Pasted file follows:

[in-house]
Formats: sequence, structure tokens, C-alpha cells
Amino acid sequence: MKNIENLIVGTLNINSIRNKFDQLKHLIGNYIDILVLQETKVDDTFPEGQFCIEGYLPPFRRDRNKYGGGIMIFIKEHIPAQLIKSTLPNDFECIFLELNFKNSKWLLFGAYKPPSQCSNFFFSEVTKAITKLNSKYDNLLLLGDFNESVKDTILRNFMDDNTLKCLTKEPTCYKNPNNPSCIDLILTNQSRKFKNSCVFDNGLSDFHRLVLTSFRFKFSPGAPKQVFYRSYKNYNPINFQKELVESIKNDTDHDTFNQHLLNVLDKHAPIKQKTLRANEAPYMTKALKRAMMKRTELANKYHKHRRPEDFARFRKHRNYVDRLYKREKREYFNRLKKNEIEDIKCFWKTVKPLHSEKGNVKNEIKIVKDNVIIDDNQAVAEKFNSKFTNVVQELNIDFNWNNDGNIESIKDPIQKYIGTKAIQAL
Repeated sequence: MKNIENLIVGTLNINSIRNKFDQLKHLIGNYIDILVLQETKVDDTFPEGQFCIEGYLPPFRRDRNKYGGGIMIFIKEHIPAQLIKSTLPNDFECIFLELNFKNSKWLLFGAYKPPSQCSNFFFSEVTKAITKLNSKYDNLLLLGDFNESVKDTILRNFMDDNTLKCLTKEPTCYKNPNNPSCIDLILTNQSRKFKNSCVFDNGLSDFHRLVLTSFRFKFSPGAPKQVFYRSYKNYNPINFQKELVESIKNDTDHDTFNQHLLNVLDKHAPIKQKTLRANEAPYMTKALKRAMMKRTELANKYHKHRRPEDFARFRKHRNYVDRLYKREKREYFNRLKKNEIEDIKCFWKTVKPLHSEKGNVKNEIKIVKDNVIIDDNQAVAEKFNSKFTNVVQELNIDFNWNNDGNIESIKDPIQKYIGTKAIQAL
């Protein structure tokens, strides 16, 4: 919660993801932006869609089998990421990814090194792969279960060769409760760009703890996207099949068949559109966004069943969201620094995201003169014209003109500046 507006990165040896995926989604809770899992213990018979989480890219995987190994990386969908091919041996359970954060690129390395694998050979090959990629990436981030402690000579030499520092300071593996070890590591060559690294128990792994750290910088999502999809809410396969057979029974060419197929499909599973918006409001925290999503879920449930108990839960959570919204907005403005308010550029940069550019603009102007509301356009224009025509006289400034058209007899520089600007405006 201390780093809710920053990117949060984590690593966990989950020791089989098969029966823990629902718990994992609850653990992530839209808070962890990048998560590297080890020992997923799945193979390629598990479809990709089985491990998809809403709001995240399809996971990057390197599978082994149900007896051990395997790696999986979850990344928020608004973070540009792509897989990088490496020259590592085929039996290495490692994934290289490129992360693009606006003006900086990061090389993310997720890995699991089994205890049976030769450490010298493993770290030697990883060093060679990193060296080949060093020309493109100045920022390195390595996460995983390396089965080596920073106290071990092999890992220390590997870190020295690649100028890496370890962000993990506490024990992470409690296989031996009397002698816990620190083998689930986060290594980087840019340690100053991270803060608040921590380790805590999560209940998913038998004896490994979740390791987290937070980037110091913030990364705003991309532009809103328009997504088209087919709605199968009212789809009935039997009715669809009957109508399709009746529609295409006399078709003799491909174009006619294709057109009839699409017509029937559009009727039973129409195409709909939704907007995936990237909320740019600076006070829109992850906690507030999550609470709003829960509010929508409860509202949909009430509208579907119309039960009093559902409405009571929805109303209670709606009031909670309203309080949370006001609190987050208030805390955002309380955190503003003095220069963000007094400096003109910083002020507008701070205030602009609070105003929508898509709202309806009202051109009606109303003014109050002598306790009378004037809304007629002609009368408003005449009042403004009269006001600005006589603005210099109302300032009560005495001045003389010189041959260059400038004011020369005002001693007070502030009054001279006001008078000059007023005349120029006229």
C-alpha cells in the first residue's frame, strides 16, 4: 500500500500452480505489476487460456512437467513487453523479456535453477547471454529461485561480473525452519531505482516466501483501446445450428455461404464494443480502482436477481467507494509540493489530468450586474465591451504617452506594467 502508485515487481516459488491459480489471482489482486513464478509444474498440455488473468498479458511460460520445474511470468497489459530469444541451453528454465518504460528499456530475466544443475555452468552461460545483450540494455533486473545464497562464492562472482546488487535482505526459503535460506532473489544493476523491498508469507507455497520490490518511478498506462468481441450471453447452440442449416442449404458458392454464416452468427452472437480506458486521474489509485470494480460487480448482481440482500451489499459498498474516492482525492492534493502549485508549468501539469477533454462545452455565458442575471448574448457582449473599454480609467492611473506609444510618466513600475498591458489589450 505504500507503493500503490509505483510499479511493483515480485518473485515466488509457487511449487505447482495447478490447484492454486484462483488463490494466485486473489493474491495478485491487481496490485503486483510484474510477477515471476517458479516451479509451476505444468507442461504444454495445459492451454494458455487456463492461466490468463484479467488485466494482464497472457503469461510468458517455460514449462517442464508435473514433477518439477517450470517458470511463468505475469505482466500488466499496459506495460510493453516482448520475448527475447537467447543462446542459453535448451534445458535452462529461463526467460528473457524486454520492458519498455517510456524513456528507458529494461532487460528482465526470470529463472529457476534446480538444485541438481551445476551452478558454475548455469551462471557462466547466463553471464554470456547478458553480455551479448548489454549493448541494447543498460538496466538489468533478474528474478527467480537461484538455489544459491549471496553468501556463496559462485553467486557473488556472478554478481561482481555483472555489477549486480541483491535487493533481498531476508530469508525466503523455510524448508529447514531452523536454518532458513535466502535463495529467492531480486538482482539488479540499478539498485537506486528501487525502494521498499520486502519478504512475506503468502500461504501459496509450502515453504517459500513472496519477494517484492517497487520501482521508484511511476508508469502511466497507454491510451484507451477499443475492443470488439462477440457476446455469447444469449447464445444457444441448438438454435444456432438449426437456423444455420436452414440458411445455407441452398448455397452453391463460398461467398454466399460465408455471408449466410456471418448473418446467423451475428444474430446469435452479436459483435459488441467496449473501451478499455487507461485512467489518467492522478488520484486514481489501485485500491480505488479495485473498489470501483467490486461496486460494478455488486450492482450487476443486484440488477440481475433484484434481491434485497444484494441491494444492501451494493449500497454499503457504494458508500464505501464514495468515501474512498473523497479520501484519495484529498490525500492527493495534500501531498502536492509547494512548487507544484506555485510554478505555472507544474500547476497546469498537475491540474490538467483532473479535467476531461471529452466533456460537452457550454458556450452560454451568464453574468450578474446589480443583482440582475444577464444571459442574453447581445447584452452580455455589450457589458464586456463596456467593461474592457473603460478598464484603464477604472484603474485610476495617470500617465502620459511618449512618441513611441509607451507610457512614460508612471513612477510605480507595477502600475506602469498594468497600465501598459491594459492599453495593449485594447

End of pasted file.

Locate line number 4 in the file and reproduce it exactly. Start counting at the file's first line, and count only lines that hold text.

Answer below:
Repeated sequence: MKNIENLIVGTLNINSIRNKFDQLKHLIGNYIDILVLQETKVDDTFPEGQFCIEGYLPPFRRDRNKYGGGIMIFIKEHIPAQLIKSTLPNDFECIFLELNFKNSKWLLFGAYKPPSQCSNFFFSEVTKAITKLNSKYDNLLLLGDFNESVKDTILRNFMDDNTLKCLTKEPTCYKNPNNPSCIDLILTNQSRKFKNSCVFDNGLSDFHRLVLTSFRFKFSPGAPKQVFYRSYKNYNPINFQKELVESIKNDTDHDTFNQHLLNVLDKHAPIKQKTLRANEAPYMTKALKRAMMKRTELANKYHKHRRPEDFARFRKHRNYVDRLYKREKREYFNRLKKNEIEDIKCFWKTVKPLHSEKGNVKNEIKIVKDNVIIDDNQAVAEKFNSKFTNVVQELNIDFNWNNDGNIESIKDPIQKYIGTKAIQAL